I've been trying to write this paragraph for the last ten minutes, but it's almost impossible to verbalize why the moment I'm about to tell you about was such a big deal.
Today, Stu's parents came to visit, and when they announced it was time for them to go home, Ryan requested, "Grandma and Grandpa can stay." When they said that no, they really did have to leave, Ryan said, calmly and earnestly, "Don't go."
Saying "Don't go" is the natural thing you expect a person to do if they want someone they love to stay. It's that normalcy, that expectedness, that is so very surprising in this case.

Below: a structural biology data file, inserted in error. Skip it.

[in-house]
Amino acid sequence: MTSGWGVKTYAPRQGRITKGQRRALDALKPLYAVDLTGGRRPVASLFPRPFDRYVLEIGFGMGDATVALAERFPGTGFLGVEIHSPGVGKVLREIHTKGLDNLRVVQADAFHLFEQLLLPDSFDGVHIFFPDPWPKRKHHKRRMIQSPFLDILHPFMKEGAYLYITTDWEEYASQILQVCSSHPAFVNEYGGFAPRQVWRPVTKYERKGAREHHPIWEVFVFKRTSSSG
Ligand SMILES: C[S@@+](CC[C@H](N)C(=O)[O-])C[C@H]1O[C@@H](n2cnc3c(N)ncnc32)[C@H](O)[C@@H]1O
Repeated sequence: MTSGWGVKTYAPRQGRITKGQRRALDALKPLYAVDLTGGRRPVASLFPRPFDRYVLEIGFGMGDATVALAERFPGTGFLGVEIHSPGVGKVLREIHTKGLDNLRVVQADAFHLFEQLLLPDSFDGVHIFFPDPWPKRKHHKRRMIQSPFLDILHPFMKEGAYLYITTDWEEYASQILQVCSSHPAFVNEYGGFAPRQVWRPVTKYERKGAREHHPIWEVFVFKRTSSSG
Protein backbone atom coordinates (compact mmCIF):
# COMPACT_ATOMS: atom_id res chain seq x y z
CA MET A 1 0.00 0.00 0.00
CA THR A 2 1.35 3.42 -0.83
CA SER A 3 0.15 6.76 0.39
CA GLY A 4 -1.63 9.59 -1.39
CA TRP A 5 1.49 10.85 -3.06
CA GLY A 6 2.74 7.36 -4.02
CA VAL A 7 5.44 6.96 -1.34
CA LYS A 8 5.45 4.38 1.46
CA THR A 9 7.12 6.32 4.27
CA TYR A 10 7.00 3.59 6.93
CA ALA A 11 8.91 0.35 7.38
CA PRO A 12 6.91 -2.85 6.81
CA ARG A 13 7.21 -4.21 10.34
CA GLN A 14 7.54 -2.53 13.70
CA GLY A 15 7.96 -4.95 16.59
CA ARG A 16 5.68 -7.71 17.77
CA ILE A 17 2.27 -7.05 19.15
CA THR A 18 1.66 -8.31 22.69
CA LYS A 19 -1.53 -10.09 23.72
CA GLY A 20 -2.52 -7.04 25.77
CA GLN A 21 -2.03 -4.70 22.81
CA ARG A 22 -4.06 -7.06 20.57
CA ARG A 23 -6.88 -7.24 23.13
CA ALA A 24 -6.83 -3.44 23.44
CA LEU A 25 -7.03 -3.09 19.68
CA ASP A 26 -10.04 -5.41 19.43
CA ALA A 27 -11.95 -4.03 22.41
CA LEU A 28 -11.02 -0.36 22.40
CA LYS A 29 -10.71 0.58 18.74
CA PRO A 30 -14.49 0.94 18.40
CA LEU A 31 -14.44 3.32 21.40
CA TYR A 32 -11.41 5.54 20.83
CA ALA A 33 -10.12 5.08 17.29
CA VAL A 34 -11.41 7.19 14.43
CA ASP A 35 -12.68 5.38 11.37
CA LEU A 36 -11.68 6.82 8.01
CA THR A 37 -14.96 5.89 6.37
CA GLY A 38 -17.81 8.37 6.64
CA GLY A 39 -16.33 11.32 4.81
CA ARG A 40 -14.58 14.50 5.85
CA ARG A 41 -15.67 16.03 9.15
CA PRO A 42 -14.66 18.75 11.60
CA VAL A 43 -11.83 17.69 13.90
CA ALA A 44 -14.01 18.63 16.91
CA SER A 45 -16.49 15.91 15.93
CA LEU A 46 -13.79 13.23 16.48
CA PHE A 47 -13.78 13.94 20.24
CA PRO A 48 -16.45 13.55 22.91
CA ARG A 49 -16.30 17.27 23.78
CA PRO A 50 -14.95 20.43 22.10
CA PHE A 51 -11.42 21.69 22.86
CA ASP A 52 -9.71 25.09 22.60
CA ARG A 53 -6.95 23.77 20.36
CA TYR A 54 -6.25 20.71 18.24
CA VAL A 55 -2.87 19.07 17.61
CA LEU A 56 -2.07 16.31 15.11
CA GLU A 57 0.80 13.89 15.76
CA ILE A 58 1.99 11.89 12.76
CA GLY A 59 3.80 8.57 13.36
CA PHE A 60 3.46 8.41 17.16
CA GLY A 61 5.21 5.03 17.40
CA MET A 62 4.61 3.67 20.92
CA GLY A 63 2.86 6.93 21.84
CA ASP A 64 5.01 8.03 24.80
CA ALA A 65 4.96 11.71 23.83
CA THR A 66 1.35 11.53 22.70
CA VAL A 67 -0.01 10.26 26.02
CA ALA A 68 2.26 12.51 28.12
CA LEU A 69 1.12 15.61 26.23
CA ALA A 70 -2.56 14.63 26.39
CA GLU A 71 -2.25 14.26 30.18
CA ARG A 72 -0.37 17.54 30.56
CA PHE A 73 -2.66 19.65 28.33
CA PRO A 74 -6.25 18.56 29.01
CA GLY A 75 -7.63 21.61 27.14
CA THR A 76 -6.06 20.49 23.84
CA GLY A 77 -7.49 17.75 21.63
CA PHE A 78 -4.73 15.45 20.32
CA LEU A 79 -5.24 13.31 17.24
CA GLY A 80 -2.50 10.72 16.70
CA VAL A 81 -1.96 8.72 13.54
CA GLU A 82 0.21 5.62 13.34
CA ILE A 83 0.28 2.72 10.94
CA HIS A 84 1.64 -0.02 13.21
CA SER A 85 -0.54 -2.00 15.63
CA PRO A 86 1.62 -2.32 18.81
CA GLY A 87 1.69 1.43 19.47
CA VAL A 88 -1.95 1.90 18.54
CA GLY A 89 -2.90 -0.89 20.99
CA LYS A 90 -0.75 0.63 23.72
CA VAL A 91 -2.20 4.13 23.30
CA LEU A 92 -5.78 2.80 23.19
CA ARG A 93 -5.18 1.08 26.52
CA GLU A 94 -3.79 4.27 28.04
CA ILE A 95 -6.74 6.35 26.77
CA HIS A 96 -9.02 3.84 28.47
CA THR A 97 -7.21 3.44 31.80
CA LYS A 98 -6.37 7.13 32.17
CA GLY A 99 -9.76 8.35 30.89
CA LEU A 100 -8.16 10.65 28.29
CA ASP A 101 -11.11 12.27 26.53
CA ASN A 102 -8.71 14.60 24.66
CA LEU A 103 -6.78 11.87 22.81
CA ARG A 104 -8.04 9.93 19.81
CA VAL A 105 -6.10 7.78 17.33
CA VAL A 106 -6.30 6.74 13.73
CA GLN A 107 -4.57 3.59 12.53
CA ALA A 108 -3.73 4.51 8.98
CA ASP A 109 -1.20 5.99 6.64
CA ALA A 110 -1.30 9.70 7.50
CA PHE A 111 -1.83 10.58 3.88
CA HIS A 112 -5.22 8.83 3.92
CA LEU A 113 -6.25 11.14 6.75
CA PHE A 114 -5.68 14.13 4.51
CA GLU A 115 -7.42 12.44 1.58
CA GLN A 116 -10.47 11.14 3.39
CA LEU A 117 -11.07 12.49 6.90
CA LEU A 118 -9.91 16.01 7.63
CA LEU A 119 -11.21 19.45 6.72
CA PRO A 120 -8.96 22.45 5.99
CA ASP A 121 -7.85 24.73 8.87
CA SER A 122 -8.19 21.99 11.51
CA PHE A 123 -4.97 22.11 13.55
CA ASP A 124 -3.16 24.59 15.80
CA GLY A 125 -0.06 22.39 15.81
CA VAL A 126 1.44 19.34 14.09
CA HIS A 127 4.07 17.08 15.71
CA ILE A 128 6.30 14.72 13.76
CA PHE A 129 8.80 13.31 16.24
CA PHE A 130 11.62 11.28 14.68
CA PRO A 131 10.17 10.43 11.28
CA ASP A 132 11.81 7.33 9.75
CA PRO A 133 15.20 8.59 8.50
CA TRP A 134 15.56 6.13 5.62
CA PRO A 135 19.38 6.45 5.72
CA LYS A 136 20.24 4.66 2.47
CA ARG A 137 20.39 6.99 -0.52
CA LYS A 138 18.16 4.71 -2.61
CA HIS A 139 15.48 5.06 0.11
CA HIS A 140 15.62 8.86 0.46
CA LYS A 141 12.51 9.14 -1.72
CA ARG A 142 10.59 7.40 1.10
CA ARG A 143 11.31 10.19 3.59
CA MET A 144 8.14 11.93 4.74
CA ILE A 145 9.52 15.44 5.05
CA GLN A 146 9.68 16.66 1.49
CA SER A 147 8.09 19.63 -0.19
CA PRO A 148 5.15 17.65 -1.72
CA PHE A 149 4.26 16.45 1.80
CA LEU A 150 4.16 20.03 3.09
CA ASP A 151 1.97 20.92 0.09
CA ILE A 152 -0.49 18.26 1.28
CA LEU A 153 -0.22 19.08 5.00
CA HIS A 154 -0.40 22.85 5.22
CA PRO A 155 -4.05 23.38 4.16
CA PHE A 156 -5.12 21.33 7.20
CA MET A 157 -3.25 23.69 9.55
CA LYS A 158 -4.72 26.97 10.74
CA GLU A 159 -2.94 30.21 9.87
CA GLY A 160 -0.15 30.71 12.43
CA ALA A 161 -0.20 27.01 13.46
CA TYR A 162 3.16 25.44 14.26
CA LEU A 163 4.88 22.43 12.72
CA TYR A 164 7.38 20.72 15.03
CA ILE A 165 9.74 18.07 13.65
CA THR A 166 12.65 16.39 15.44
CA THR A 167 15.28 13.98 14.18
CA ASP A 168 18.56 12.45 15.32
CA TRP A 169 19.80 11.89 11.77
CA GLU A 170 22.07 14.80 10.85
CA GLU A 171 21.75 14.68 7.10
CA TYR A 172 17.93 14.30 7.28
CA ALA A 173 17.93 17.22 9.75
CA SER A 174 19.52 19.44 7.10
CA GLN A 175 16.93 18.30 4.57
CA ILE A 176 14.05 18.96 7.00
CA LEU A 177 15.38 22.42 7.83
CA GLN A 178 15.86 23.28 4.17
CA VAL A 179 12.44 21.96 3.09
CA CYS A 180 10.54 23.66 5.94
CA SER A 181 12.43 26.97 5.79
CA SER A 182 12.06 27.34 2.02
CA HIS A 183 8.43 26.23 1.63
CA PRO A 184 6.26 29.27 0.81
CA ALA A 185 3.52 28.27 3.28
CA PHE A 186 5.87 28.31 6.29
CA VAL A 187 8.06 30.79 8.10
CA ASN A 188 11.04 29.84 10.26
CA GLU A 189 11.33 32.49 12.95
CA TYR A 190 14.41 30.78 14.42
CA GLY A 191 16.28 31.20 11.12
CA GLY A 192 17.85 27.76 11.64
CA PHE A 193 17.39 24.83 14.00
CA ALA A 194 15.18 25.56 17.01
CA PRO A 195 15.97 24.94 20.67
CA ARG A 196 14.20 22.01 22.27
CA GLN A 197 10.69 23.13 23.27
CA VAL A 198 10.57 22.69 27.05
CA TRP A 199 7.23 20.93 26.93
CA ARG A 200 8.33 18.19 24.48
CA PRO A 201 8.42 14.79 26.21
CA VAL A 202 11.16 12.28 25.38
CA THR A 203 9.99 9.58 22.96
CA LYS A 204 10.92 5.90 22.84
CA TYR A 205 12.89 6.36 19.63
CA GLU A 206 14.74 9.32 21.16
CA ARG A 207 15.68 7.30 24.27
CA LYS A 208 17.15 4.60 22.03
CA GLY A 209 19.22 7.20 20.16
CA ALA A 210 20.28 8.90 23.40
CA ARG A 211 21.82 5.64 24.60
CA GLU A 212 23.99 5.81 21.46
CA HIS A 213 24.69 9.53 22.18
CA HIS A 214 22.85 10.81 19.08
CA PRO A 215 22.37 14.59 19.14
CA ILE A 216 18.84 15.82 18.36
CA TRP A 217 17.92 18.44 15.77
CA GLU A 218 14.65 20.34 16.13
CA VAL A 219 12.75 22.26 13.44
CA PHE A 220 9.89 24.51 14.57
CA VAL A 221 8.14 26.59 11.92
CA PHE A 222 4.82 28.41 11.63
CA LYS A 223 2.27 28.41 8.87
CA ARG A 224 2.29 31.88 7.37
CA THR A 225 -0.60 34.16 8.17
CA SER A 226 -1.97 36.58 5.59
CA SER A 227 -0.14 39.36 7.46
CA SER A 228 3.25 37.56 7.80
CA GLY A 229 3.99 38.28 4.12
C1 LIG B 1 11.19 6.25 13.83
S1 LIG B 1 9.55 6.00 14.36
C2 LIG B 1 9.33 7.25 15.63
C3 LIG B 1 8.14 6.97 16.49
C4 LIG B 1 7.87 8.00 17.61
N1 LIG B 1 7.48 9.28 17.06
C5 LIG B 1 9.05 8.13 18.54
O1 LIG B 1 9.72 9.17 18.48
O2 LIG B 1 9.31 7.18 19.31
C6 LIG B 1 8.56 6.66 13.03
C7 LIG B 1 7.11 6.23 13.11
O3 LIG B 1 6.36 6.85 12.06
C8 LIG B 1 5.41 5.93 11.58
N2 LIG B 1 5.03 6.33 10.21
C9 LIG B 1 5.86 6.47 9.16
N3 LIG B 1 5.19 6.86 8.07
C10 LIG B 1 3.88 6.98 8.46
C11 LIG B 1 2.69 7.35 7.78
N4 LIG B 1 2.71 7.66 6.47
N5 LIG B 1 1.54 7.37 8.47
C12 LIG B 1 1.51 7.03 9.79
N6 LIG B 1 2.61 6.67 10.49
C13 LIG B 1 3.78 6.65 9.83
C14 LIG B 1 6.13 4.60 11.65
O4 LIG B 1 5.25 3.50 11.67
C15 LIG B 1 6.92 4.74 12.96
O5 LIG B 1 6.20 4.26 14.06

Ryan used words as a means of communicating what he wanted.
He used these words without prompting.
He used these words as his first approach - he didn't start by whining or crying or throwing himself on the floor.
He used appropriate words that were not (as far as I can tell) a script pulled from a book/tv show/video game.
He used appropriate intonation to express his emotion.
And the thing that he requested was social interaction - he wanted his grandparents to stay and play with him.
It was a thrilling moment, and I am not taking this for granted.